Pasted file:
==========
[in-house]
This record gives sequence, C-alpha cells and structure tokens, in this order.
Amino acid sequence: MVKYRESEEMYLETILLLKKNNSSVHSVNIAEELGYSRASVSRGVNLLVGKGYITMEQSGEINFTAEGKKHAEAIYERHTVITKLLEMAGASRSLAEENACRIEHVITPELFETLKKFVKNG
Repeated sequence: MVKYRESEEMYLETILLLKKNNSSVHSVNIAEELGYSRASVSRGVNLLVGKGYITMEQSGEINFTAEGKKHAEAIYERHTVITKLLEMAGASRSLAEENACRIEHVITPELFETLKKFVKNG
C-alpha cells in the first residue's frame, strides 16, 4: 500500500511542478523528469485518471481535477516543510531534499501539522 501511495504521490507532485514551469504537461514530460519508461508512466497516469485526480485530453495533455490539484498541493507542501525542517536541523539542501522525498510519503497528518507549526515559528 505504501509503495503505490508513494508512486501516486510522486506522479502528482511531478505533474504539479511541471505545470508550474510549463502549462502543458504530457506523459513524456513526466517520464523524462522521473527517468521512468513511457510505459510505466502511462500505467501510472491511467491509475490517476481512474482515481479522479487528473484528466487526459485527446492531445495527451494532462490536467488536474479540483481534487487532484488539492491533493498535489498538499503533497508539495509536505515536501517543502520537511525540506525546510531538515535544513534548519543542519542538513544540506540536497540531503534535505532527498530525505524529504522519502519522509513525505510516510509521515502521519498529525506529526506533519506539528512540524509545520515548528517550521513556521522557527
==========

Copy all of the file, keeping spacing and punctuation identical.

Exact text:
[in-house]
This record gives sequence, C-alpha cells and structure tokens, in this order.
Amino acid sequence: MVKYRESEEMYLETILLLKKNNSSVHSVNIAEELGYSRASVSRGVNLLVGKGYITMEQSGEINFTAEGKKHAEAIYERHTVITKLLEMAGASRSLAEENACRIEHVITPELFETLKKFVKNG
Repeated sequence: MVKYRESEEMYLETILLLKKNNSSVHSVNIAEELGYSRASVSRGVNLLVGKGYITMEQSGEINFTAEGKKHAEAIYERHTVITKLLEMAGASRSLAEENACRIEHVITPELFETLKKFVKNG
C-alpha cells in the first residue's frame, strides 16, 4: 500500500511542478523528469485518471481535477516543510531534499501539522 501511495504521490507532485514551469504537461514530460519508461508512466497516469485526480485530453495533455490539484498541493507542501525542517536541523539542501522525498510519503497528518507549526515559528 505504501509503495503505490508513494508512486501516486510522486506522479502528482511531478505533474504539479511541471505545470508550474510549463502549462502543458504530457506523459513524456513526466517520464523524462522521473527517468521512468513511457510505459510505466502511462500505467501510472491511467491509475490517476481512474482515481479522479487528473484528466487526459485527446492531445495527451494532462490536467488536474479540483481534487487532484488539492491533493498535489498538499503533497508539495509536505515536501517543502520537511525540506525546510531538515535544513534548519543542519542538513544540506540536497540531503534535505532527498530525505524529504522519502519522509513525505510516510509521515502521519498529525506529526506533519506539528512540524509545520515548528517550521513556521522557527